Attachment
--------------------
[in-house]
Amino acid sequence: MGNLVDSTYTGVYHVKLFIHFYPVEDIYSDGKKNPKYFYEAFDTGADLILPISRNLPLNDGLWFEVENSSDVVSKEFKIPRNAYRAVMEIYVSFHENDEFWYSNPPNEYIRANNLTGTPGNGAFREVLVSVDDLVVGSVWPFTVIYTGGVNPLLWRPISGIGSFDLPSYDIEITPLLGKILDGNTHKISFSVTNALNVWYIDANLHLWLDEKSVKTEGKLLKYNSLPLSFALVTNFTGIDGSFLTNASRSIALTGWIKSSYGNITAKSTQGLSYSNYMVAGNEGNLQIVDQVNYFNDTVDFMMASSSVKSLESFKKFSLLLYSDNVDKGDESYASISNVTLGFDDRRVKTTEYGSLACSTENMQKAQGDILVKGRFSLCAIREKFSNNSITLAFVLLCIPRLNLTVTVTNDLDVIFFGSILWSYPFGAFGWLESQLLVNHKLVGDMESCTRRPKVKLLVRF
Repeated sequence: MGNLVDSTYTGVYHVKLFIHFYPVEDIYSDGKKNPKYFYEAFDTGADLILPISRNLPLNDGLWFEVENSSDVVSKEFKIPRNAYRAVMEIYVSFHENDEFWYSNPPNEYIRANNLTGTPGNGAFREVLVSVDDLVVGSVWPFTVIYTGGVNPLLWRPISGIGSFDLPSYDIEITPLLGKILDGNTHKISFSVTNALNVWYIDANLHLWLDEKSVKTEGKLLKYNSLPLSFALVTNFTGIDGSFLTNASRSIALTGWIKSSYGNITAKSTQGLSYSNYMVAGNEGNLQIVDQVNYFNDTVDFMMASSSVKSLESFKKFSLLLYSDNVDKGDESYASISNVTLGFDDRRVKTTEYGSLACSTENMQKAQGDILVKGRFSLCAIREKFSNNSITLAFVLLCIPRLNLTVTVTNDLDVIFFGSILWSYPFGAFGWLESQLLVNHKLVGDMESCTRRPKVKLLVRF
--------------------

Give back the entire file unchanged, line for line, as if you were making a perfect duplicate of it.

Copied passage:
[in-house]
Amino acid sequence: MGNLVDSTYTGVYHVKLFIHFYPVEDIYSDGKKNPKYFYEAFDTGADLILPISRNLPLNDGLWFEVENSSDVVSKEFKIPRNAYRAVMEIYVSFHENDEFWYSNPPNEYIRANNLTGTPGNGAFREVLVSVDDLVVGSVWPFTVIYTGGVNPLLWRPISGIGSFDLPSYDIEITPLLGKILDGNTHKISFSVTNALNVWYIDANLHLWLDEKSVKTEGKLLKYNSLPLSFALVTNFTGIDGSFLTNASRSIALTGWIKSSYGNITAKSTQGLSYSNYMVAGNEGNLQIVDQVNYFNDTVDFMMASSSVKSLESFKKFSLLLYSDNVDKGDESYASISNVTLGFDDRRVKTTEYGSLACSTENMQKAQGDILVKGRFSLCAIREKFSNNSITLAFVLLCIPRLNLTVTVTNDLDVIFFGSILWSYPFGAFGWLESQLLVNHKLVGDMESCTRRPKVKLLVRF
Repeated sequence: MGNLVDSTYTGVYHVKLFIHFYPVEDIYSDGKKNPKYFYEAFDTGADLILPISRNLPLNDGLWFEVENSSDVVSKEFKIPRNAYRAVMEIYVSFHENDEFWYSNPPNEYIRANNLTGTPGNGAFREVLVSVDDLVVGSVWPFTVIYTGGVNPLLWRPISGIGSFDLPSYDIEITPLLGKILDGNTHKISFSVTNALNVWYIDANLHLWLDEKSVKTEGKLLKYNSLPLSFALVTNFTGIDGSFLTNASRSIALTGWIKSSYGNITAKSTQGLSYSNYMVAGNEGNLQIVDQVNYFNDTVDFMMASSSVKSLESFKKFSLLLYSDNVDKGDESYASISNVTLGFDDRRVKTTEYGSLACSTENMQKAQGDILVKGRFSLCAIREKFSNNSITLAFVLLCIPRLNLTVTVTNDLDVIFFGSILWSYPFGAFGWLESQLLVNHKLVGDMESCTRRPKVKLLVRF